Eric Karabell, espn.com wrote:Forget about any Home Run Derby jinx
Sunday, July 13, 2008 | Feedback | Print Entry
A buddy e-mails me the other day when he finds out a player he's targeting in a trade, the future AL Rookie of the Year, is going to compete in the Home Run Derby on Monday night.
"Darn, guess I won't be trading for Longoria now. Wait, you do believe in the derby curse, right?"
You gotta be kidding me.
Evan Longoria is a stud, and unless he gets hurt Monday, nothing that happens in the derby is going to unravel his season. The guy is a future stud. But this does bring up the very important point about the Home Run Derby and its affect, if any, on statistics and fantasy baseball. Is there evidence that a power swing can get all messed up just by competing in this event, or winning it? Bobby Abreu fantasy owners from 2005 think they know the answer. Abreu himself has given credence to the theory by admitting his swing didn't recover. Sorry, I just don't believe it.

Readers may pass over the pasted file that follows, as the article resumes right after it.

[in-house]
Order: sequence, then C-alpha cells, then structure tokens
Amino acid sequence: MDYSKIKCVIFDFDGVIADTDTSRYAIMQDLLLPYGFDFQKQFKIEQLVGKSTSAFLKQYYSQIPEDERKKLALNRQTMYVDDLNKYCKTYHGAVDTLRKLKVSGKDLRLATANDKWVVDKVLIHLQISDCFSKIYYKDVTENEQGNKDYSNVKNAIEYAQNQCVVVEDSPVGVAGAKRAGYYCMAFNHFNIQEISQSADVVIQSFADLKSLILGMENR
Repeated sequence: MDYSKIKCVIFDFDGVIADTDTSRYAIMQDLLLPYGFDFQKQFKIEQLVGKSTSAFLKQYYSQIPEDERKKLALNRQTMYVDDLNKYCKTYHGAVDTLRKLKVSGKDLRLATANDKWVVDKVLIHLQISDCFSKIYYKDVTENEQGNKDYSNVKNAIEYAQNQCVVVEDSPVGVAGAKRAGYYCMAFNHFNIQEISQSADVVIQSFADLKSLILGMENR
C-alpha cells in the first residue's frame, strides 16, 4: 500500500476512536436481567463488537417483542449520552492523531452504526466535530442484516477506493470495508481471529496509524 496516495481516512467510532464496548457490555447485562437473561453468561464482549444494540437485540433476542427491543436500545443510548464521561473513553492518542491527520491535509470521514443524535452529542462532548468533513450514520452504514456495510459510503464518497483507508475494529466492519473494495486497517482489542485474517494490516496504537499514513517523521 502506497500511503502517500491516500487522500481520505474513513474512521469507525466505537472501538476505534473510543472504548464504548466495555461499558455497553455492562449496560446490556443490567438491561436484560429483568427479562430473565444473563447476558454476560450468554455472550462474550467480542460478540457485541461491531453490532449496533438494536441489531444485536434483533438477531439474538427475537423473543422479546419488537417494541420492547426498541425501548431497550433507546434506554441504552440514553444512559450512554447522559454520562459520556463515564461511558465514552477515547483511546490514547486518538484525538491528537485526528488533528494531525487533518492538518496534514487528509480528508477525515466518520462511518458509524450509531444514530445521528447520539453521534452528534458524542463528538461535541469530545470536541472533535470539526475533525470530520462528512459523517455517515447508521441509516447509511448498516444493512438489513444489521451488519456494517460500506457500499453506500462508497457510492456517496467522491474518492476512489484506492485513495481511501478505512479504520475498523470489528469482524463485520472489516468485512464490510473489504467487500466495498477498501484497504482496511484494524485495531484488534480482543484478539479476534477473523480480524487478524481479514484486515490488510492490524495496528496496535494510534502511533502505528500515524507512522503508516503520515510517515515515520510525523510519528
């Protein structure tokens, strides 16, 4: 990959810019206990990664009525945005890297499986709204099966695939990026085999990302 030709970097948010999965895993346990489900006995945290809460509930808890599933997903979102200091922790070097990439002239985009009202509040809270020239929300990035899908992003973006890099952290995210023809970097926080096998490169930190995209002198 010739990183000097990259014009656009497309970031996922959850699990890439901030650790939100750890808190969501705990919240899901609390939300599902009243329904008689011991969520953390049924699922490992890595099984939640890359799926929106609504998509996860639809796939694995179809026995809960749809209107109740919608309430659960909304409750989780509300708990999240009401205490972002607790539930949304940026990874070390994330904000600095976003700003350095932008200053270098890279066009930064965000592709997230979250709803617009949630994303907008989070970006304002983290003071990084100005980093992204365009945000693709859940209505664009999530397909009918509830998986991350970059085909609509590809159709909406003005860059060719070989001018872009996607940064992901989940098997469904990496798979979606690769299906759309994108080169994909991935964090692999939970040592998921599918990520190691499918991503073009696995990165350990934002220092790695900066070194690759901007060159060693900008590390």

Abreu wasn't really a power hitter in the first place, despite the fact he had launched 18 of them before the break that season. After the break, with his swing supposedly messed up, he hit only six home runs. Apparently his swing has been messed up ever since, though, as he managed only 15 home runs in 2006, 16 in 2007, and he's in double digits currently, but on pace for 17. It's really a shame his swing was so messed up that Home Run Derby that he's on pace for 66 walks this season, by far the lowest of his career. Makes perfect sense to me.
Blaming the derby is a fine excuse, I suppose, but 2006 derby winner Ryan Howard went nuts after the break the following season, smashing 30 home runs. His swing wasn't messed up. Vladimir Guerrero won it in San Francisco last year, and his second-half output outpaced what he did in the first half, because he came to the plate fewer times and really, dropping from 14 pre-break homers to 13 isn't exactly worth of a Senate investigation. How come we only hear about the few players who had their swing irretrievably destroyed? I think it's because it's untrue. ... full story ...